Associate Provost for Transformative Learning and Teaching Aziza Ellozy, who also participated in the dialogue, cited an unnamed article that theorized that the efficiency of the German response to the coronavirus—which, in addition to rigorous testing, included aggressive contact tracing, an increase in intensive care beds, and laudable adherence to social distancing measures—likely has to do with Chancellor Angela Merkel’s dual role as a scientist and a politician. Indeed, for its nearly 150,000 cases, Germany has seen only five thousand deaths, as opposed to the twenty thousand in neighboring France—which, similarly, has had 158,000 cases. Egypt would do well to integrate the spheres of politics and science more deeply, she and Badrawi stressed.

In this regard, Badrawi acknowledged that politics and science appear to some as diametrically opposed: politics is about public acceptance and manipulating desires instead of evidence-based knowledge and imposing change, he summarized. Yet, “You need the politician to convince, but you need the scientist to direct,” he counterbalanced. Creating a separate room in Parliament where more scientists are taking part in political decisions may lend a different perspective to decision-making, he proposed.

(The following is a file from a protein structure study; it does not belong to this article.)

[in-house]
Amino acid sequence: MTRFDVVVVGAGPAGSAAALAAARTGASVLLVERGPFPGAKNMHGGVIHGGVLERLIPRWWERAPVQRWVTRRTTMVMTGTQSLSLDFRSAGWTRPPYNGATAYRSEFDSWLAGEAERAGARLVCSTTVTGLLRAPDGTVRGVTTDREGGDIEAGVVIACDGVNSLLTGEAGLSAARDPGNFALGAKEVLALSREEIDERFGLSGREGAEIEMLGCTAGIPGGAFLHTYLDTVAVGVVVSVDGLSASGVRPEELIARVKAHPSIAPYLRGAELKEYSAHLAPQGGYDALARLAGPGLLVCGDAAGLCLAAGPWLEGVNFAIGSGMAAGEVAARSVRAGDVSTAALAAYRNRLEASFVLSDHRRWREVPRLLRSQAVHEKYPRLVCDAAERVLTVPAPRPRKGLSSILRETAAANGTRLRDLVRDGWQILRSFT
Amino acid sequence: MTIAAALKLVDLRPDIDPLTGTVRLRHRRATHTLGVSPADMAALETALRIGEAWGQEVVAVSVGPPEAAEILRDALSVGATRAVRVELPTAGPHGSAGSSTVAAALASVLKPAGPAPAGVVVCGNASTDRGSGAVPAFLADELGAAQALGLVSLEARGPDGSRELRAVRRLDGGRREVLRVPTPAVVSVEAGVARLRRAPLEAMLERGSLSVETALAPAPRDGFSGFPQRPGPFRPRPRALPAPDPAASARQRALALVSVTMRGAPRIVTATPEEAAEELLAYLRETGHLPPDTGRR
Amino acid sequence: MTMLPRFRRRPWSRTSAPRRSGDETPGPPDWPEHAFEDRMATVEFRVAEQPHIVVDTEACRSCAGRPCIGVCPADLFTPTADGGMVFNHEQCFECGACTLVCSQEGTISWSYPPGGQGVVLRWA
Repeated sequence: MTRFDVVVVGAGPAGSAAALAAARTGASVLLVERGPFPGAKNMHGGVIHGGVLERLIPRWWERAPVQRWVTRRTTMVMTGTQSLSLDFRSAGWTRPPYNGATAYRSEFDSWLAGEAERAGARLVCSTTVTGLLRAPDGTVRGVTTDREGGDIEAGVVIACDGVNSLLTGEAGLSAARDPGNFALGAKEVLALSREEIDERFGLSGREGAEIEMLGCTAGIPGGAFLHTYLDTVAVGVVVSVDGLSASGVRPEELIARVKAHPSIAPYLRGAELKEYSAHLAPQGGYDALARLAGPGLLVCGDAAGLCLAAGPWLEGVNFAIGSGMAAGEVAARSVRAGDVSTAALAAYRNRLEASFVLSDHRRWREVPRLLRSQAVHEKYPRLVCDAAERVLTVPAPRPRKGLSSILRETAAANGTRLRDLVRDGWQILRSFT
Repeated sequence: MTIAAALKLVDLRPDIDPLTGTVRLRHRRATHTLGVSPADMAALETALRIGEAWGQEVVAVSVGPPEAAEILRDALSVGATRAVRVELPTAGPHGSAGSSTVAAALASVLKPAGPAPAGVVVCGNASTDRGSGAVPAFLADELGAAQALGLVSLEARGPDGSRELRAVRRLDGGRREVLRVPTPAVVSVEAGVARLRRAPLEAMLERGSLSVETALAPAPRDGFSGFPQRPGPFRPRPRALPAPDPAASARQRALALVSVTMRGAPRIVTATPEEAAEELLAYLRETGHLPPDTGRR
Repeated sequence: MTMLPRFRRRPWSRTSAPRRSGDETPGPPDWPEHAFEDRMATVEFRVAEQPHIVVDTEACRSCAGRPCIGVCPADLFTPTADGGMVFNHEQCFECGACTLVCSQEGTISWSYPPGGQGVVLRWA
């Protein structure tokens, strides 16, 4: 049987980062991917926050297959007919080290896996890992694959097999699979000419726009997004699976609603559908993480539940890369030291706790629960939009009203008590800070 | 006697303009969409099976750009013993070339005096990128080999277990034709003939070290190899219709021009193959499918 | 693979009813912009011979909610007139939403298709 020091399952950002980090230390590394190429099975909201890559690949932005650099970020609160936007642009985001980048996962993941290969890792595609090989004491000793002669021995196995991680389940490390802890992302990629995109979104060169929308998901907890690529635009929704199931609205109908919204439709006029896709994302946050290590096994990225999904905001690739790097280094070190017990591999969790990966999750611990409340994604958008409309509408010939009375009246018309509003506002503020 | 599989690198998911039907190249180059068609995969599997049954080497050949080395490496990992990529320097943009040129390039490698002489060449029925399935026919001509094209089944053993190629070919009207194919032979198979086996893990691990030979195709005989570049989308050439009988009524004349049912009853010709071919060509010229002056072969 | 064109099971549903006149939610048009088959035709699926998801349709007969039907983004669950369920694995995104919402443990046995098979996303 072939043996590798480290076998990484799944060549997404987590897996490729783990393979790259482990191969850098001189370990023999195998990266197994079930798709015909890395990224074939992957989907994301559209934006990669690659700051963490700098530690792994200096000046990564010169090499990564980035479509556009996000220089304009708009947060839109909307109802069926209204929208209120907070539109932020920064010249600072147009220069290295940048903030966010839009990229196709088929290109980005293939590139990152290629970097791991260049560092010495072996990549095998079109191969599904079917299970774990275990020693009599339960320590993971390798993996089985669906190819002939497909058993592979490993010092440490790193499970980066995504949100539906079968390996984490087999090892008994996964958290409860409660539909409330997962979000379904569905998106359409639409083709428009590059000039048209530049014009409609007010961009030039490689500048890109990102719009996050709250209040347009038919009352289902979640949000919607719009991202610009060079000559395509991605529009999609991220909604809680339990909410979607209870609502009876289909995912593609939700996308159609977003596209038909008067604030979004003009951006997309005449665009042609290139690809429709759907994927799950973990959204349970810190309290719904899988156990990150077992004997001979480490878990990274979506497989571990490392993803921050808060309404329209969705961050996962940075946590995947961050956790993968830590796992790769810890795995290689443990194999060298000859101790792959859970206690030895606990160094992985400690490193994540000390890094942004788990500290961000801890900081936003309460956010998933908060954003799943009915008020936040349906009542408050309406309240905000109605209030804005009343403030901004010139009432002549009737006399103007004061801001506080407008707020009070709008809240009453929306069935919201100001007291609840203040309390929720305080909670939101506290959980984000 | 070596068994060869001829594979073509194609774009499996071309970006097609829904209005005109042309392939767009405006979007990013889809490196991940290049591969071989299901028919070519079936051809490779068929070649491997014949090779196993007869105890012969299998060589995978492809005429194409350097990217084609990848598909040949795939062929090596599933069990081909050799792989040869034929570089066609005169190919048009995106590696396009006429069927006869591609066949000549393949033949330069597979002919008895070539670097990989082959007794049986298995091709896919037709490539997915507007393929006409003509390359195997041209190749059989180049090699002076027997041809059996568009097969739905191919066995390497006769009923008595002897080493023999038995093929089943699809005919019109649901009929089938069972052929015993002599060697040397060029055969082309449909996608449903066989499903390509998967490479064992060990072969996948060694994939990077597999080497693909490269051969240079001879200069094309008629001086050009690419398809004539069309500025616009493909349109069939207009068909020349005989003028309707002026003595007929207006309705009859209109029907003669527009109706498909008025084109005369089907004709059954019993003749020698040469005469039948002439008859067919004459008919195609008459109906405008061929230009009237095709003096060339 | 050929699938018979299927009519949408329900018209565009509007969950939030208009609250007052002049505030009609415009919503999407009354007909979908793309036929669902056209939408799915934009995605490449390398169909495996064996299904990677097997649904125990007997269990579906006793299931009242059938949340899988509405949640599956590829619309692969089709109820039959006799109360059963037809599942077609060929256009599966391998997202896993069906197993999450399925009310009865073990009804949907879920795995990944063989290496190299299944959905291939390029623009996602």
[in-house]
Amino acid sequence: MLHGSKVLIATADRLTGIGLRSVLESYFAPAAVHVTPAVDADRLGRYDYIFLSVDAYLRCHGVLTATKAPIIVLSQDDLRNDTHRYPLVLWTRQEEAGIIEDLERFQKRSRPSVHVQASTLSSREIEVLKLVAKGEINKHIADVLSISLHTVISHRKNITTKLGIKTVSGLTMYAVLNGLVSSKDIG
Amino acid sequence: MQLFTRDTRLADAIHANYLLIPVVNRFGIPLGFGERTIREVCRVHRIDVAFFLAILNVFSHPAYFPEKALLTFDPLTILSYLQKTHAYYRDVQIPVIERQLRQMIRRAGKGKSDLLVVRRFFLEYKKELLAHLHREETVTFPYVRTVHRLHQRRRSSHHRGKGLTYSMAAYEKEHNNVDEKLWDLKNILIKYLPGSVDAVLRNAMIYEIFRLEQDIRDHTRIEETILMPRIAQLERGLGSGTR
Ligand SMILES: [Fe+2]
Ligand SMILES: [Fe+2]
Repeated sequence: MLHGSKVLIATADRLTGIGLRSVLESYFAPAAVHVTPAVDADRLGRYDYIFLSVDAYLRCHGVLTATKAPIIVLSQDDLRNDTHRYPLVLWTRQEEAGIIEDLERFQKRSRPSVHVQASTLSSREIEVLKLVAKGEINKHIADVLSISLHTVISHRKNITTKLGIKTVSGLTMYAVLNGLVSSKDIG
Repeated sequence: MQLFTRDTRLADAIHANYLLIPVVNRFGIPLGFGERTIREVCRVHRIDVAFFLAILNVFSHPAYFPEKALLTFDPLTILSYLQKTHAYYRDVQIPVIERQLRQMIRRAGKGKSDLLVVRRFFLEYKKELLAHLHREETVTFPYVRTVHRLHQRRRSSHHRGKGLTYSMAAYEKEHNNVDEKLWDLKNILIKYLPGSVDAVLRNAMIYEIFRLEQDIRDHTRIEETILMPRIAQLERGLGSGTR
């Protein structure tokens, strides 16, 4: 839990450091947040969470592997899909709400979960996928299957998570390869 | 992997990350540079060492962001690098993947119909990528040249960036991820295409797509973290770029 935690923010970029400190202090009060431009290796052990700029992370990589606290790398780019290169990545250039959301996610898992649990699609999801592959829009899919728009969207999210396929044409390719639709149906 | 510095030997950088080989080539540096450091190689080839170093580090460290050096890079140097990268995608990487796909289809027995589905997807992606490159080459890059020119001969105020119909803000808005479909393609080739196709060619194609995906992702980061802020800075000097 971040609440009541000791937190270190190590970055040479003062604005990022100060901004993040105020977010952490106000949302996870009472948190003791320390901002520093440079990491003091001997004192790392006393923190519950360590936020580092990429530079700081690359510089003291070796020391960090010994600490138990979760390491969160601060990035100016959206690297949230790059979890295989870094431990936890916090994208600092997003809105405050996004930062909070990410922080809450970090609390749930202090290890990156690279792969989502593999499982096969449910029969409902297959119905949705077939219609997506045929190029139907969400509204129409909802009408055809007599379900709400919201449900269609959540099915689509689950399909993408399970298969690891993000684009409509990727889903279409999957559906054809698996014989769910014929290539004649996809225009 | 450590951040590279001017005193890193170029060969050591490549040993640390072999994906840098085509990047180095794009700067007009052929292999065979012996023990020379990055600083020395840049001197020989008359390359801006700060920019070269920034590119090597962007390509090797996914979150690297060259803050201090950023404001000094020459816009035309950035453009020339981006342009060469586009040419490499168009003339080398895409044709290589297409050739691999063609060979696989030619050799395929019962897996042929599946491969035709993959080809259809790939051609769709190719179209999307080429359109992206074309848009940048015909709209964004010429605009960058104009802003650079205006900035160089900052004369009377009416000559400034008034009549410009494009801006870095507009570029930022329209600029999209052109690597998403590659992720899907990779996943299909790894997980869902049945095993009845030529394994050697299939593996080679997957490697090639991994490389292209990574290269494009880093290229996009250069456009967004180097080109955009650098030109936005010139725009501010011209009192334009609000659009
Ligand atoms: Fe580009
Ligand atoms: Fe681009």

One of Badrawi’s final points on the matter was that one need not be a scientist to think scientifically. Ellozy, in her position as Associate Provost and founder of the University’s Center for Learning and Teaching (CLT), knows this well, and discussed the need to provide students with the tools to sift through scientific or intentionally biased information.

Cultivating such critical skill sets is one of the areas for improvement at AUC—and in Egyptian higher education more broadly—brought to light by the COVID-19 pandemic, Ellozy said. “We want to have learners who can function in this global world”, which requires proficiencies in connectivity and data literacy.

“Digital learning is the way forward.”

AUC was, however, relatively prepared to make the first steps toward this new academic paradigm when COVID-19 began to aggressively spread around the world. Ellozy praised the Provost’s Office for having a contingency plan in place for the physical closure of the University, and cited CLT’s existing focus on faculty integration as integral to quickly providing instructors with the tools to maintain the quality of their tutelage online.